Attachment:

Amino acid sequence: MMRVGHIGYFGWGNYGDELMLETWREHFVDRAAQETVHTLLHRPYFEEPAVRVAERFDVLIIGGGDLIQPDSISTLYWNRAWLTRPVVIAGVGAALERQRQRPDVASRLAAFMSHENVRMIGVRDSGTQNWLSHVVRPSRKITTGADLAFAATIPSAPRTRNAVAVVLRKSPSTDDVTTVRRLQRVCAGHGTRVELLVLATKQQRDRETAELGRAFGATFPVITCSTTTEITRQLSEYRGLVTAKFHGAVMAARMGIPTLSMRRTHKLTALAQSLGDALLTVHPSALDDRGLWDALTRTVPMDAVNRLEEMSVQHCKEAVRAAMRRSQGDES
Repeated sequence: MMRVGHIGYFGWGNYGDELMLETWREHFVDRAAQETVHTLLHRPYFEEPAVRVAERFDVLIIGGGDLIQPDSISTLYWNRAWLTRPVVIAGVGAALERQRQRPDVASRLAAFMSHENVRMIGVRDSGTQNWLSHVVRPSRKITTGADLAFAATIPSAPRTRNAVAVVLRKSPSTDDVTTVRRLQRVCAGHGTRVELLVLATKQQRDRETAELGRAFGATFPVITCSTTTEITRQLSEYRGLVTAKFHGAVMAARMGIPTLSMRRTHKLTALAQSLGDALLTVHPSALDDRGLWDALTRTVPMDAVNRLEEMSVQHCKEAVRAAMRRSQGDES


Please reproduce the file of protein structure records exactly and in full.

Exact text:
Amino acid sequence: MMRVGHIGYFGWGNYGDELMLETWREHFVDRAAQETVHTLLHRPYFEEPAVRVAERFDVLIIGGGDLIQPDSISTLYWNRAWLTRPVVIAGVGAALERQRQRPDVASRLAAFMSHENVRMIGVRDSGTQNWLSHVVRPSRKITTGADLAFAATIPSAPRTRNAVAVVLRKSPSTDDVTTVRRLQRVCAGHGTRVELLVLATKQQRDRETAELGRAFGATFPVITCSTTTEITRQLSEYRGLVTAKFHGAVMAARMGIPTLSMRRTHKLTALAQSLGDALLTVHPSALDDRGLWDALTRTVPMDAVNRLEEMSVQHCKEAVRAAMRRSQGDES
Repeated sequence: MMRVGHIGYFGWGNYGDELMLETWREHFVDRAAQETVHTLLHRPYFEEPAVRVAERFDVLIIGGGDLIQPDSISTLYWNRAWLTRPVVIAGVGAALERQRQRPDVASRLAAFMSHENVRMIGVRDSGTQNWLSHVVRPSRKITTGADLAFAATIPSAPRTRNAVAVVLRKSPSTDDVTTVRRLQRVCAGHGTRVELLVLATKQQRDRETAELGRAFGATFPVITCSTTTEITRQLSEYRGLVTAKFHGAVMAARMGIPTLSMRRTHKLTALAQSLGDALLTVHPSALDDRGLWDALTRTVPMDAVNRLEEMSVQHCKEAVRAAMRRSQGDES